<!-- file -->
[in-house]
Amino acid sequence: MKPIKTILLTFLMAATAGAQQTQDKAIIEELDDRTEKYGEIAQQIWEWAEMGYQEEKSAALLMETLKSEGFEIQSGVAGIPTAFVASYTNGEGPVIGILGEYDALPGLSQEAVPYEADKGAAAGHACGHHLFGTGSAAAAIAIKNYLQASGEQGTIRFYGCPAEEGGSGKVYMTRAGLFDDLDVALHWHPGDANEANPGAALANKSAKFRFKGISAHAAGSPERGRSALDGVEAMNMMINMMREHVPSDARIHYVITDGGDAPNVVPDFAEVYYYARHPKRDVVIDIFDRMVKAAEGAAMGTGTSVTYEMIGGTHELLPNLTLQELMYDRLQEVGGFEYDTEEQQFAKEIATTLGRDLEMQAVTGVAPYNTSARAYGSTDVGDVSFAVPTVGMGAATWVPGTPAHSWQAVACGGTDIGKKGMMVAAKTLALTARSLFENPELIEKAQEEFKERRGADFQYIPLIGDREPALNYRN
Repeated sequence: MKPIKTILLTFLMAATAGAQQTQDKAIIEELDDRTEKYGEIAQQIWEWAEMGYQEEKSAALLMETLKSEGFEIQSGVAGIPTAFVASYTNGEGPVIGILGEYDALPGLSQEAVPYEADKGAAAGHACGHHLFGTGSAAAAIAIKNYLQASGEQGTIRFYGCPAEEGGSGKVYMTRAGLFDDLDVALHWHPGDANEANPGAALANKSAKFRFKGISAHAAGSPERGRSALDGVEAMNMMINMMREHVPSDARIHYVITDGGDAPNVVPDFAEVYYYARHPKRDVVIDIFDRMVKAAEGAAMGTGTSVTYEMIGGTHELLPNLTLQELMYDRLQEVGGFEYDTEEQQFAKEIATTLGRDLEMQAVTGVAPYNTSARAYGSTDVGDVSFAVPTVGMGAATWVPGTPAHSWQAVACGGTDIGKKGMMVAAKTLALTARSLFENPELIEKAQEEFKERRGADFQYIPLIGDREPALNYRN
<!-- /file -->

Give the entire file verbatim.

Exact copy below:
[in-house]
Amino acid sequence: MKPIKTILLTFLMAATAGAQQTQDKAIIEELDDRTEKYGEIAQQIWEWAEMGYQEEKSAALLMETLKSEGFEIQSGVAGIPTAFVASYTNGEGPVIGILGEYDALPGLSQEAVPYEADKGAAAGHACGHHLFGTGSAAAAIAIKNYLQASGEQGTIRFYGCPAEEGGSGKVYMTRAGLFDDLDVALHWHPGDANEANPGAALANKSAKFRFKGISAHAAGSPERGRSALDGVEAMNMMINMMREHVPSDARIHYVITDGGDAPNVVPDFAEVYYYARHPKRDVVIDIFDRMVKAAEGAAMGTGTSVTYEMIGGTHELLPNLTLQELMYDRLQEVGGFEYDTEEQQFAKEIATTLGRDLEMQAVTGVAPYNTSARAYGSTDVGDVSFAVPTVGMGAATWVPGTPAHSWQAVACGGTDIGKKGMMVAAKTLALTARSLFENPELIEKAQEEFKERRGADFQYIPLIGDREPALNYRN
Repeated sequence: MKPIKTILLTFLMAATAGAQQTQDKAIIEELDDRTEKYGEIAQQIWEWAEMGYQEEKSAALLMETLKSEGFEIQSGVAGIPTAFVASYTNGEGPVIGILGEYDALPGLSQEAVPYEADKGAAAGHACGHHLFGTGSAAAAIAIKNYLQASGEQGTIRFYGCPAEEGGSGKVYMTRAGLFDDLDVALHWHPGDANEANPGAALANKSAKFRFKGISAHAAGSPERGRSALDGVEAMNMMINMMREHVPSDARIHYVITDGGDAPNVVPDFAEVYYYARHPKRDVVIDIFDRMVKAAEGAAMGTGTSVTYEMIGGTHELLPNLTLQELMYDRLQEVGGFEYDTEEQQFAKEIATTLGRDLEMQAVTGVAPYNTSARAYGSTDVGDVSFAVPTVGMGAATWVPGTPAHSWQAVACGGTDIGKKGMMVAAKTLALTARSLFENPELIEKAQEEFKERRGADFQYIPLIGDREPALNYRN